When Alvin Ailey and a small group of African-American modern dancers first took the stage at the 92nd Street Y in 1958, it was groundbreaking and revolutionary. Revelations captured the agony and triumphs of the African American experiences. Now six decades later, his multi-cultural dance company is still charting a new course in its 60th season at City Center.
In March of 1958, Alvin Ailey and his company jeté'd onto the stage with a legendary performance at the 92nd Street Y -- and the world of dance was never the same. Now approaching its 60th anniversary, the Alvin Ailey American Dance Theater continues to expand on the legacy of its late founder, one of many gay luminaries to succumb to AIDS (he passed away in 1989).
It's a half hour to showtime at NEw York City Center, and members of the Alvin Ailey American Dance Theater are limbering up in the wings. Often missing at the barre, however, is Jermaine Terry, who is likely to be found crouched over a length of fabric, needle and thread in hand.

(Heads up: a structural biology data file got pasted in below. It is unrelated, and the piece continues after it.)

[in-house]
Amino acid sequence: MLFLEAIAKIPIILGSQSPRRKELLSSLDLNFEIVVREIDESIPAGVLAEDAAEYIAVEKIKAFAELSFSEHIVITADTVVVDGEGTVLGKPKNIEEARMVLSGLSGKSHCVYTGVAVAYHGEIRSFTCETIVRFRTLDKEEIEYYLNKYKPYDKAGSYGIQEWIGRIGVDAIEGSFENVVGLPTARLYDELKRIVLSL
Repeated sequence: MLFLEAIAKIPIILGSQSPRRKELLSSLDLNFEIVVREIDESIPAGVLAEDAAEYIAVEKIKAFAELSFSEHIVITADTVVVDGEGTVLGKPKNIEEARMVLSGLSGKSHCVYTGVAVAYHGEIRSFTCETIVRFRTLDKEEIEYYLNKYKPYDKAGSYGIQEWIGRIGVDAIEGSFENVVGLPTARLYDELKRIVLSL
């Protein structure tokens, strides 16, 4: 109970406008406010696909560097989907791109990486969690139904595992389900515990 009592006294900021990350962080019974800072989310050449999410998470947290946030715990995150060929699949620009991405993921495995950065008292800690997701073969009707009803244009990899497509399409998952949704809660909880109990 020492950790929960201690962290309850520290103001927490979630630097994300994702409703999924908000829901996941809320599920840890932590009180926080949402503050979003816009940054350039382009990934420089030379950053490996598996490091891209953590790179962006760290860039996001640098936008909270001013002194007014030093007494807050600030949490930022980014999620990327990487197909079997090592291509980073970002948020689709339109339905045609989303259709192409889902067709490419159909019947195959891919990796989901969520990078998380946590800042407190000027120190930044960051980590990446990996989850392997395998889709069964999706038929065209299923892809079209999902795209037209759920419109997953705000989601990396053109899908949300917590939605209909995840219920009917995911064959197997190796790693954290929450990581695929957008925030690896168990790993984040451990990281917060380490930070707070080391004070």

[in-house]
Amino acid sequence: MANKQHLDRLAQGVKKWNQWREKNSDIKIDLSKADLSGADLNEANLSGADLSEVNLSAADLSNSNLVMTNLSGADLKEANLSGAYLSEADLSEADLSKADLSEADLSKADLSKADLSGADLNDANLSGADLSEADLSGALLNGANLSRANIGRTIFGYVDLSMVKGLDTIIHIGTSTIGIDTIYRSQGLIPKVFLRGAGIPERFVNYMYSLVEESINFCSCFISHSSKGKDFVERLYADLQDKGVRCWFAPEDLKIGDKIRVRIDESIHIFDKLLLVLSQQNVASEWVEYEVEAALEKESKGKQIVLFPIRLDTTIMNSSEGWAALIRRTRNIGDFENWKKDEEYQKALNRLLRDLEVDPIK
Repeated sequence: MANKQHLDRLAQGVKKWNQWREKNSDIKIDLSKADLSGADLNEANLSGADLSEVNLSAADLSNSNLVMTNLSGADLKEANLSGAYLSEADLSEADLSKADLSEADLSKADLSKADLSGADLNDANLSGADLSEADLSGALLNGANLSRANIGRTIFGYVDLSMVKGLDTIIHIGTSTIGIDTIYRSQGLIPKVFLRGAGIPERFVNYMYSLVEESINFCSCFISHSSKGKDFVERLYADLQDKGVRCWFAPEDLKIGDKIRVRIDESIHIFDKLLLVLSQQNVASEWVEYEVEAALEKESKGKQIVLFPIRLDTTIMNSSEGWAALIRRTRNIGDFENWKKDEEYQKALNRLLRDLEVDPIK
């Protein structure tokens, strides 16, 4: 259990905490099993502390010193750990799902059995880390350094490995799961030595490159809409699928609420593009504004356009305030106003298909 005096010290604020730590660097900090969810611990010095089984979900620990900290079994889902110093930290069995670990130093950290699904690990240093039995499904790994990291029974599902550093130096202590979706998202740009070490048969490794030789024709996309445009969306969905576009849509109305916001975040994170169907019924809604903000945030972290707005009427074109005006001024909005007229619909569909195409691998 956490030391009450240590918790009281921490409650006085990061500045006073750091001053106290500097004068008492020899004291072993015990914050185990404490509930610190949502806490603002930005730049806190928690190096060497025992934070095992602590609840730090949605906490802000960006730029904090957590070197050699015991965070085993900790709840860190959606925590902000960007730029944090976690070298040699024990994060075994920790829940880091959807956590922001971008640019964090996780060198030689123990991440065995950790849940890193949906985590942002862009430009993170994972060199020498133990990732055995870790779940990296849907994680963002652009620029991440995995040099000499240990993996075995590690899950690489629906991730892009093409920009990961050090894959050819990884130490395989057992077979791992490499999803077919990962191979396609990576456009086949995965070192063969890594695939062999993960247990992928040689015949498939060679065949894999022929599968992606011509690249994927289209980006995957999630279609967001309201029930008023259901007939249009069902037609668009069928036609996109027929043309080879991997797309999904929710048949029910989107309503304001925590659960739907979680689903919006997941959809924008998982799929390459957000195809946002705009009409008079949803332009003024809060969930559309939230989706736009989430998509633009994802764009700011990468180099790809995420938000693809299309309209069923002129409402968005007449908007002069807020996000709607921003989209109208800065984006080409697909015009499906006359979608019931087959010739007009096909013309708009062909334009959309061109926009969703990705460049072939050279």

The Alvin Ailey American Dance Theater held a gala performance at the Apollo Theater at West 125th Street, followed by a dinner-dance in a tent.
I discovered costume design in college. I had choreographed my senior piece and my roommate suggested I buy slips and add to them for costumes. So that's what I did. I started to do it professionally later by accident.
Dec. 1: The Alvin Ailey American Dance Theater celebrated 50 years of its signature work, "Revelations," and Joan H. Weill's 10th anniversary as board chairwoman.